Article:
How much gravitational potential energy gets converted into kinetic energy?

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I'm doing my Physics coursework for GCSE and my hypothesis is that when a ball is dropped from any height, it's bounce height will always be 60% of the height it was dropped at (so for example, I dropped a ball at 1 metre and it will reach around 60cm when it bounces). I've done the experiment for when the ball is dropped at measurements of 50cm, 60, 70 all the way up to 120cm. So far, I'm right, I thought it will always stay at 60% but my teacher has told me to research it online as she thinks that the percentage should decrease (as in go from 60& and get smaller). I can't find any websites to help!! Can someone please tell me who's right and what's the explanation???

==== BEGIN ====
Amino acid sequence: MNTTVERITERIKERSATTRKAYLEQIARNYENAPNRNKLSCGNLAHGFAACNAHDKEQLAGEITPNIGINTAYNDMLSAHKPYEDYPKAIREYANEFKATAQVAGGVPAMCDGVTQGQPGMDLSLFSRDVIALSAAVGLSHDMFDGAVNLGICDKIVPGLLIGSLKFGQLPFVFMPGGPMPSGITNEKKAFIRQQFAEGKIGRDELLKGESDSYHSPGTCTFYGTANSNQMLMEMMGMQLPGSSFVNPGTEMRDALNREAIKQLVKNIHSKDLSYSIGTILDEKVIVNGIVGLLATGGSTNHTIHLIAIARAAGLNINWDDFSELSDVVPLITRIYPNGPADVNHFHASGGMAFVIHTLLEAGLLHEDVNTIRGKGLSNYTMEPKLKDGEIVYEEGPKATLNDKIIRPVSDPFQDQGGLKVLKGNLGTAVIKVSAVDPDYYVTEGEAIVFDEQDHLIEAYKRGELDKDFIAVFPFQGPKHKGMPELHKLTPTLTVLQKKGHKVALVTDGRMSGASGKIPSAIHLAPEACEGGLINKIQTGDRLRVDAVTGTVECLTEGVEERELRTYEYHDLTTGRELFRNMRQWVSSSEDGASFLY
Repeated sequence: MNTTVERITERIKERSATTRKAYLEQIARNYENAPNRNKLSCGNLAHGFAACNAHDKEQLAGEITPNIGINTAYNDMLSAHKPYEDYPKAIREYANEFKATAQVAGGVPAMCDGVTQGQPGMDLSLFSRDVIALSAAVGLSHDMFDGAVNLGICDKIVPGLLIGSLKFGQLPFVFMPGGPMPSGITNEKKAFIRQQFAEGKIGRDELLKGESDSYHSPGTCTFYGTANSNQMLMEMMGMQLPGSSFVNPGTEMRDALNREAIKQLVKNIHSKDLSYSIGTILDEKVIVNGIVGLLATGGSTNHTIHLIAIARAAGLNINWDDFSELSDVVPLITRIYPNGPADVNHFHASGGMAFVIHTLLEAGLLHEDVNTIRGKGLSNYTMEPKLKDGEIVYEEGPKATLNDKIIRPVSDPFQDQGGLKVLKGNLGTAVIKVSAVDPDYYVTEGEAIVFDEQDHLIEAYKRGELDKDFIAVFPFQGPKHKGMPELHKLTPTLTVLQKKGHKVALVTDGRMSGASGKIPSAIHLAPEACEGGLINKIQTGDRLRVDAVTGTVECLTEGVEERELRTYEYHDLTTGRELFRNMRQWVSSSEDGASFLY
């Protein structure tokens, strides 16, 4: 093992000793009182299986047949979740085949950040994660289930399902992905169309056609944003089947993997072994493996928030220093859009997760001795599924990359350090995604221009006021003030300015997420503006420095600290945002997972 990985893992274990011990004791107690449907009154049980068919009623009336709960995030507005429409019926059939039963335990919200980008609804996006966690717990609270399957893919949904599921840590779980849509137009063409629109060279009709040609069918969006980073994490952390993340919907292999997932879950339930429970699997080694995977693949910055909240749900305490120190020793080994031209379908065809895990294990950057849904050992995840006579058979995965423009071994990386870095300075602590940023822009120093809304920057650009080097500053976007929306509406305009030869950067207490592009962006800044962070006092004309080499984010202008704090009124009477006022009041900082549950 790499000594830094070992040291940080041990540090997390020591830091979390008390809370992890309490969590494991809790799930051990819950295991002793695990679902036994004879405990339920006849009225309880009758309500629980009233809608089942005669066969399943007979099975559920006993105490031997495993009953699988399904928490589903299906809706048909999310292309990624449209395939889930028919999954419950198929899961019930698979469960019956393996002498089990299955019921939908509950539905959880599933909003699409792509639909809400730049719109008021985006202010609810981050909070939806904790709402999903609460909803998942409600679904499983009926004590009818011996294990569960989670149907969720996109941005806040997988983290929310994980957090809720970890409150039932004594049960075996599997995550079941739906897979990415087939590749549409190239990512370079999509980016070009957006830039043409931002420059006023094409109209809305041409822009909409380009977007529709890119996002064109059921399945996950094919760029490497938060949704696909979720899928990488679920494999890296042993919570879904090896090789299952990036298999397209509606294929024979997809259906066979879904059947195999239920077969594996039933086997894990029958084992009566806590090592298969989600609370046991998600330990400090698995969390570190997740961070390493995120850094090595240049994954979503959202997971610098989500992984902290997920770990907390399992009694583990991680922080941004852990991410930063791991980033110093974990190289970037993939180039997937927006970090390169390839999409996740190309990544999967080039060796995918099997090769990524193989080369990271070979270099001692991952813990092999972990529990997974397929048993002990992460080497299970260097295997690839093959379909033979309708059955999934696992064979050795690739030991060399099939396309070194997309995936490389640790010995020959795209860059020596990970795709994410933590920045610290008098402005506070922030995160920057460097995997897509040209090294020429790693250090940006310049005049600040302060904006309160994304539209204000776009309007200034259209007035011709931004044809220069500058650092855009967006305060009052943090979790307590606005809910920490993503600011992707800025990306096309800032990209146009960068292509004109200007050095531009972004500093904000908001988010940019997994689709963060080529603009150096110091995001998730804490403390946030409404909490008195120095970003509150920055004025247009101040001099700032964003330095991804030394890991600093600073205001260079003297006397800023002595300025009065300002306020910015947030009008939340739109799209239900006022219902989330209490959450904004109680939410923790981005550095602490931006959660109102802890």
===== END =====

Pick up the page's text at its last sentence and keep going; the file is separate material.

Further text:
Posted Wed 18th July, 2012 @ 20:18 by Sarina Patel

1 Answer

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Kinetic enery = 1/2(mass x velocity^2)
GPE = mass x 9.8 x height

When the ball hits the ground all the gravitational potential energy is converted into Kinetic energy, because energy is never lost, only changed into different forms. SO at the split-second the ball hits the ground, h=0, so GPE=0 therefore the kinetic energy = the starting GPE. From here, the only thing stopping the ball from bouncing back to the same height is air resistance and friction. Without these forces, the ball would keep bouncing to the same height.

Answered Tue 31st July, 2012 @ 14:51 by Hummi C